Their name is Backup Planet. And just like some uncharted orb in the sky, they seemingly came out of nowhere last year, blasting through successive rounds of Preservation Pub’s Band Eat Band competition and into the mid-August finals on Market Square.
Their sound draws from so much you’ve heard before—‘70s rock and funk, jam-band improv, a touch of pop, a sliver of metal. But the members of this most unusual power trio mix and match those elements—with just a hint of modern tech to burnish a sturdy nucleus of retro-minded organ and guitar—in ways that never fail to astonish.
“Our initial idea was just to put on a performance that is high-energy, but positive, and not overbearing,” says Planet guitarist and singer Gavin Donati. “And with extended improvisational sections, because that represented the music we all grew up listening to.”
But a funny thing happened on the way to becoming Just Another Jam Band. “It’s weird, because I know every band says their sound is ‘hard to describe,’” Donati says. “But because of the instruments we have—Moog, organ and piano—we ended up with something we… couldn’t really describe. We like to call it progressive funk rock.”
It’s as apt a moniker as any, but it really doesn’t do the band’s particular brand of arena-sized, organ-driven, hallelujah hard-funk the proper justice. But truth be known, their singular sound was in many ways a byproduct of necessity.
The trio came together when Donati and keyboard/organist/synth-man/singer Ben Cooper, veterans of a couple of other local jam-rock and cover outfits, decided to start a new, original project in late 2012.
They picked up drummer Chris Potocik on a referral at a wedding gig, and began playing as a three-piece, with a ready-made fan base consisting of followers of their previous outfits. Since then, they’ve played with bassists at intervals along the way. But according to Donati, none of the four-stringers they auditioned fulfilled what they were looking for rhythmically on the low end.
And thus Backup Planet came to be defined by an apparent limitation—the lack of an electric bass player. Because in an effort to fill sound—and play arrangements better-suited to larger outfits—Donati and Cooper made creative use of Moog synth-bass and tape looping. And in doing so, they forged an eruptive, and inexorably funky signature around the heavy thrum of the Moog synth.
“It kind of defines a lot of the sound we have,” Donati explains. “We have a tight, percussive sound, because of Ben’s left [Moog] hand, and Chris’ right foot. Most of the time, the Moog sounds like a real thick, defined bass sound, like the low B on a five-string.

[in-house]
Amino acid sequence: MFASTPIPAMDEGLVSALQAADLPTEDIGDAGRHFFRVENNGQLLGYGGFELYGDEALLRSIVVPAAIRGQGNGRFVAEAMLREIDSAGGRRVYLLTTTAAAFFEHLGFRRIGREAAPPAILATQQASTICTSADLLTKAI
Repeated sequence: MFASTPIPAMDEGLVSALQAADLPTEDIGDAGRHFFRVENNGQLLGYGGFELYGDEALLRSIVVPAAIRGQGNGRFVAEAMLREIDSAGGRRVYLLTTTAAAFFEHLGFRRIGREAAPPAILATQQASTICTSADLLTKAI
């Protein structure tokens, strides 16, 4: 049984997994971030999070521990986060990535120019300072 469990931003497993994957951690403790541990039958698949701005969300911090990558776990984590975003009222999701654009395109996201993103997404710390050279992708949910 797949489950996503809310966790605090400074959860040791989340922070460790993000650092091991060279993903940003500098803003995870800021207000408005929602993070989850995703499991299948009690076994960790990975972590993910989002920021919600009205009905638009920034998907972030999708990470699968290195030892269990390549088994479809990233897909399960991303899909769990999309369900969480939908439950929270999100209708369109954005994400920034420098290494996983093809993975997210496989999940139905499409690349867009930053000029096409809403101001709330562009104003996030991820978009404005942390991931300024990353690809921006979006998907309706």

“At other times, Ben puts the Moog on another setting, and it makes for an even thicker and meatier sound, with just a little waver. It really fills up a room. It gives us a little bit of a Parliament sound. Bernie Worrell [Parliament organist] was big on using that setting.”
Likewise notable in the band’s weird brew of new- and old-school technologies: the use of talk-box vocals, channeled through the Moog, in the manner of ‘70s funk pioneer Roger Troutman. “Almost no one does that anymore,” says Donati. It lends Cooper’s vocals a certain cosmic potency, and also endows the band’s music with a sort of old-school gravitas.
Even with their auspicious debut on the local music scene, Backup Planet have come a long way in a year. Donati says the band rely less heavily on tape loops and other electronic flourishes than they did at the outset, even as their songwriting has grown more complex. “We’ve improved our songwriting a ton,” Donati says. “We used to write just a couple verses and a chorus. Now we have more developed melodies, and harmonies. And we’re learning to play with way more dynamics.”
But thrust of progress has also carried the band away from Knoxville, to Nashville, their base of operations since late summer. Cooper is attending Nashville’s Belmont College, seeking a degree in Music Business.
“It’s been great so far; we’ve been playing steadily, and it’s been getting better,” Donati says. “In the next couple years, we’d like to have a solid touring regimen established around the Southeast and the East coast.”
Don’t look for Backup Planet to be courting A&R men anytime soon, though. “I don’t think any of us want to be on a label right now,” Donati says. “We want to keep it within ourselves. The longer you can keep it in-house, the more efficient you can be.”
Backup Planet will play the Preservation Pub Speakeasy on Saturday, Dec. 7 with Vagabond Philosophy.